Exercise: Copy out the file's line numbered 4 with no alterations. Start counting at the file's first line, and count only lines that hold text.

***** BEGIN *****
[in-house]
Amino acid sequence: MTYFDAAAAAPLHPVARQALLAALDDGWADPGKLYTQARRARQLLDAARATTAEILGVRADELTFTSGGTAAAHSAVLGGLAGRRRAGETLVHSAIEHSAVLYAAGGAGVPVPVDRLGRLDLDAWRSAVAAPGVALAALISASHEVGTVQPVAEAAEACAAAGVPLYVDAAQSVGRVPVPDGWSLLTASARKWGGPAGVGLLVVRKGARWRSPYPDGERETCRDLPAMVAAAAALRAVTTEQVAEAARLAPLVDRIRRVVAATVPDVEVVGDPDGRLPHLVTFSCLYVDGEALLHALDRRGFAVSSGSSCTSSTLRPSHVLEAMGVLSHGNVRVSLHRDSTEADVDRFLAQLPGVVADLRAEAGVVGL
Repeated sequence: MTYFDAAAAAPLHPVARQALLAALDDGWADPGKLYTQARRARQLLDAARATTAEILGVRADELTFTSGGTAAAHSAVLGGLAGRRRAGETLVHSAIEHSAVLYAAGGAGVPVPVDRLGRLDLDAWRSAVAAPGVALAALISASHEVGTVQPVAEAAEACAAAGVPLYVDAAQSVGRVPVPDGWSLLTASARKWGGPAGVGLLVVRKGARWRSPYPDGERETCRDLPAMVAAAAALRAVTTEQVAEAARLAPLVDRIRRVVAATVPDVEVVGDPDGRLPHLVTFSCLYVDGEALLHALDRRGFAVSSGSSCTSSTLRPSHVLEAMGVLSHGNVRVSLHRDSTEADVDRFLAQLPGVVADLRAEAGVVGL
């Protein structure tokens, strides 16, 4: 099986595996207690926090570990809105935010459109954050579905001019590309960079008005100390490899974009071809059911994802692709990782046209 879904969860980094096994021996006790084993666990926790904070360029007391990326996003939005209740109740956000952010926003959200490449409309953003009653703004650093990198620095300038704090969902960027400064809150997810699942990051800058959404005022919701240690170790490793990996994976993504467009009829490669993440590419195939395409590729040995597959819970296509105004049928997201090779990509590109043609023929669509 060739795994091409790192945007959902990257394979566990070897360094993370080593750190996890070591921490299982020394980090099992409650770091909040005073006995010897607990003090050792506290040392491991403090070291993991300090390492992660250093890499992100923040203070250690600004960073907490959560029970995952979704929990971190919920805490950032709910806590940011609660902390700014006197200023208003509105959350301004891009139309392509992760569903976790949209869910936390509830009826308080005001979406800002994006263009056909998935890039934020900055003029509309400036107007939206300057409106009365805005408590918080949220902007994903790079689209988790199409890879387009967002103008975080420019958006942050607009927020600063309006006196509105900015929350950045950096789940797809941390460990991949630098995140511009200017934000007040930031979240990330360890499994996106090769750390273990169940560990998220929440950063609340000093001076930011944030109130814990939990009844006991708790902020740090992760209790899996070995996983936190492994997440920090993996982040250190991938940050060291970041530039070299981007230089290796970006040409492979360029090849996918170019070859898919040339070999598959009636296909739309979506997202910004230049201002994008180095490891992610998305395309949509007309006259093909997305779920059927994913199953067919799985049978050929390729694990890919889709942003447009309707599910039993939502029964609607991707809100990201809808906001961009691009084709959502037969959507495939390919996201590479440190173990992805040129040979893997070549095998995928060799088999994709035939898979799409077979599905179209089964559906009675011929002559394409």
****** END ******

């Protein structure tokens, strides 16, 4: 099986595996207690926090570990809105935010459109954050579905001019590309960079008005100390490899974009071809059911994802692709990782046209 879904969860980094096994021996006790084993666990926790904070360029007391990326996003939005209740109740956000952010926003959200490449409309953003009653703004650093990198620095300038704090969902960027400064809150997810699942990051800058959404005022919701240690170790490793990996994976993504467009009829490669993440590419195939395409590729040995597959819970296509105004049928997201090779990509590109043609023929669509 060739795994091409790192945007959902990257394979566990070897360094993370080593750190996890070591921490299982020394980090099992409650770091909040005073006995010897607990003090050792506290040392491991403090070291993991300090390492992660250093890499992100923040203070250690600004960073907490959560029970995952979704929990971190919920805490950032709910806590940011609660902390700014006197200023208003509105959350301004891009139309392509992760569903976790949209869910936390509830009826308080005001979406800002994006263009056909998935890039934020900055003029509309400036107007939206300057409106009365805005408590918080949220902007994903790079689209988790199409890879387009967002103008975080420019958006942050607009927020600063309006006196509105900015929350950045950096789940797809941390460990991949630098995140511009200017934000007040930031979240990330360890499994996106090769750390273990169940560990998220929440950063609340000093001076930011944030109130814990939990009844006991708790902020740090992760209790899996070995996983936190492994997440920090993996982040250190991938940050060291970041530039070299981007230089290796970006040409492979360029090849996918170019070859898919040339070999598959009636296909739309979506997202910004230049201002994008180095490891992610998305395309949509007309006259093909997305779920059927994913199953067919799985049978050929390729694990890919889709942003447009309707599910039993939502029964609607991707809100990201809808906001961009691009084709959502037969959507495939390919996201590479440190173990992805040129040979893997070549095998995928060799088999994709035939898979799409077979599905179209089964559906009675011929002559394409």